(F): EUI is a degree granter under the intergovernmental agreement referenced in (B). For (a) the list is provided in (A), and (b) a copy of the agreement with signatures is not publicly posted but should be obtainable from EUI; (c) the EUI agreement is universally recognized and unchallenged as creating a university (the EUI), however not governed by national law but by international law (agreement among States and agreement between the institution as subject of international law with the Headquarters State). EUI is not similar to the University of Milan in terms of legal status, because EUI is an intergovernmental body subject to international law.
(G): See F above.
(H): All EUI Participating States have approved EUI’s degree-granting authority in Article 14.2 of the intergovernmental agreement, which means that the degrees granted by EUI are legally authorized and valid by force of international law for the Participating States. Whether certain EUI States have issued additional clarifications or provisions regarding this point is not documented.

SPECIFIC ANSWERS TO QUESTIONS FOR UNITED NATIONS UNIVERSITY

The United Nations University (www.unu.edu) was set up by means of an intergovernmental agreement (in the form of a UNGA resolution adopted by the Member States) in 1973.

(A): UNU State Parties: All UN Member States as of 2010 (current membership minus Southern Sudan), because UNU was established by a resolution of the UN General Assembly approved by the Member States in 1973. UNU only became degree granting in 2010 by amendment of the Resolution.
(B): Charter: http://unu.edu/about/charter (approved by the States through their UN Permanent Representatives as a UNGA resolution)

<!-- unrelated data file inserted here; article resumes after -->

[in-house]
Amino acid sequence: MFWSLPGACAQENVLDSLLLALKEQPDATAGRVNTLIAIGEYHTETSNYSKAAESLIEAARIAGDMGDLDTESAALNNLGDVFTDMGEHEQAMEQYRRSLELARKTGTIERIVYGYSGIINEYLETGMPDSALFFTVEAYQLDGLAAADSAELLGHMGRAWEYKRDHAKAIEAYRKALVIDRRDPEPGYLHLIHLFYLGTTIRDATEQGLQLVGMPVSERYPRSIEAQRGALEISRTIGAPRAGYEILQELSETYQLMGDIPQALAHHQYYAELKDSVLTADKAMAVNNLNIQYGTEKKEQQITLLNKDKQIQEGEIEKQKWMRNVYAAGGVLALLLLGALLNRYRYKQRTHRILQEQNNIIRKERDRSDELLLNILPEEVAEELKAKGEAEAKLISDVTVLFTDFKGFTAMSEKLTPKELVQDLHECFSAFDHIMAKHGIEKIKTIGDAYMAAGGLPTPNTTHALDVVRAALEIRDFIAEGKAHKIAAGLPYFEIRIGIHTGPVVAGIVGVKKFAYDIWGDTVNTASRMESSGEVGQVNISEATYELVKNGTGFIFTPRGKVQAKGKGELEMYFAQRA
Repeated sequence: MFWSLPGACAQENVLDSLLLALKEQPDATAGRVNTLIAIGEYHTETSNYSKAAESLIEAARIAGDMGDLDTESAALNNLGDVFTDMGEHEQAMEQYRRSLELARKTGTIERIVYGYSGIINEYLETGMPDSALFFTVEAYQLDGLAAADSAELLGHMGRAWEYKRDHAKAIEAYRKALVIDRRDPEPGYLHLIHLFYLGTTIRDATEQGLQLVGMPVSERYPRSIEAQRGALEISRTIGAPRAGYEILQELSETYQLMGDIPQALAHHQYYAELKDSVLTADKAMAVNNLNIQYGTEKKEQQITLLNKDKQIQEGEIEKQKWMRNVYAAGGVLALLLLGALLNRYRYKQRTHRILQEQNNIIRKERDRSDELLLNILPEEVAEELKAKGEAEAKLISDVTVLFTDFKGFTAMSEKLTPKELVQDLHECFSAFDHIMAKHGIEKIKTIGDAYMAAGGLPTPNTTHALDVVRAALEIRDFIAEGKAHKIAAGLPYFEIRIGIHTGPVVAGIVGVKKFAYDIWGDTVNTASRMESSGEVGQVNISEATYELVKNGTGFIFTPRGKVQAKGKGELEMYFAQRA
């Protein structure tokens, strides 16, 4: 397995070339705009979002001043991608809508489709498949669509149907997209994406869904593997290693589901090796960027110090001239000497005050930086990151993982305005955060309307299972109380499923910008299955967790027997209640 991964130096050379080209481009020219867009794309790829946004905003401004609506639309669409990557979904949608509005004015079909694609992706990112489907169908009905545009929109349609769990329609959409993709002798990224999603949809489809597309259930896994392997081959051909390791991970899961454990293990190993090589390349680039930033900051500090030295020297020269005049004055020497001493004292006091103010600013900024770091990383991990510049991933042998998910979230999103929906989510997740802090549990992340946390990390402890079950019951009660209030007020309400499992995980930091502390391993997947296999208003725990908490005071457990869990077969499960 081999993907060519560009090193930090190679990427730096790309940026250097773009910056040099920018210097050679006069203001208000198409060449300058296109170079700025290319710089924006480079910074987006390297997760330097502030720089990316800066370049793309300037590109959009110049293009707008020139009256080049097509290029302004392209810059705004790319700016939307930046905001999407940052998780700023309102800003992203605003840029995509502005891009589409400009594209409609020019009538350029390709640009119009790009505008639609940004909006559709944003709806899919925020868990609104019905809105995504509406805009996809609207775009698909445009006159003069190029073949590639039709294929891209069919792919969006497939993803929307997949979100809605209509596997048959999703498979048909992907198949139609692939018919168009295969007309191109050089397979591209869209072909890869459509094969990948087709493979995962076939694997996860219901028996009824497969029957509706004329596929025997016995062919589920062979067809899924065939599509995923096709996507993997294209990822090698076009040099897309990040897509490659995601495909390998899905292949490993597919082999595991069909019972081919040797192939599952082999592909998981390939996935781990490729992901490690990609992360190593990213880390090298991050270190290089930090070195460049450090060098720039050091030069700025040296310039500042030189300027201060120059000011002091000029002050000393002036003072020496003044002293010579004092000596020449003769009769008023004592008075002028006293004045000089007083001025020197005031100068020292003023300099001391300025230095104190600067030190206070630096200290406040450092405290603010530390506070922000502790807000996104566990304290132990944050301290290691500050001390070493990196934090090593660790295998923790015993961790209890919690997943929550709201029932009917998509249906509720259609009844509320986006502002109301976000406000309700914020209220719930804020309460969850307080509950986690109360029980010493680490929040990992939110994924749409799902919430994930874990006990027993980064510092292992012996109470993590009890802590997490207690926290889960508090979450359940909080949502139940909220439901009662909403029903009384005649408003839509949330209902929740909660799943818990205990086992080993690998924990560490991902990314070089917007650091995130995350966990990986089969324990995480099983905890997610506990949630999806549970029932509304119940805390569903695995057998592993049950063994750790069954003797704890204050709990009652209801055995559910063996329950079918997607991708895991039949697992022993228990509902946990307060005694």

(C): National UNESCO Commission(s): Only the Headquarters State (Japan) accomplishes the listing with UNESCO.
(D): Not applicable
(E): Not applicable
(F): UNU is a degree granter under the intergovernmental agreement referenced in (B). For (a) the list is provided in (A), and (b) a copy of the agreement with signatures is not publicly posted but should be obtainable from United Nations or UNU; (c) the UN resolution is universally recognized and unchallenged as creating a university, however not governed by national law but by international law (agreement among States and agreement between the institution as subject of international law with the Headquarters State). UNU is not similar to the University of Tokyo in terms of legal status, because UNU is an intergovernmental body subject to international law.
(G): See F above.
(H): All UN Participating States (as of 2010) have approved UNU’s degree-granting authority in Article I.8 of the Resolution, which means that the degrees granted by UNU are legally authorized and valid under international law for the Participating States. Whether certain UNU States have issued additional clarifications or provisions regarding this point is not documented.

SPECIFIC ANSWERS TO QUESTIONS FOR WORLD MARITIME UNIVERSITY

The World Maritime University (www.wmu.se) was set up by means of an intergovernmental agreement (IMO resolution adopted by the Member States) in 1983.

(A): WMU State Parties: All IMO Member States (170 ) are Parties to the Resolution which has the legal status of multinational agreement (1983, revised 2009).
(B): Charter: http://www.wmu.se/sites/default/files/field/files/charter.pdf
(C): National UNESCO Commission(s): Only the Headquarters state (Sweden) accomplishes the listing with UNESCO.
(D): Not applicable
(E): Not applicable
(F): WMU is a degree granter under the intergovernmental agreement referenced in (B). For (a) the list is provided in (A), and (b) a copy of the agreement with signatures is not publicly posted but should be obtainable from WMU or IMO; (c) the resolution approved by the representatives of the IMO Member States is universally recognized and unchallenged as creating a university, however not governed by national law but by international law (agreement among States and agreement between the institution as subject of international law with the Headquarters State). WMU is not similar to the Malmö University in terms of legal status, because WMU is an intergovernmental body subject to international law.
(G): See F above.
(H): All IMO Participating States (as of 2010) have approved WMU’s degree-granting authority in Article 5(c) of the Resolution, which means that the degrees granted by WMU are legally authorized and valid by force of international law for the Participating States. Whether certain WMU States have issued additional clarifications or provisions regarding this point is not documented.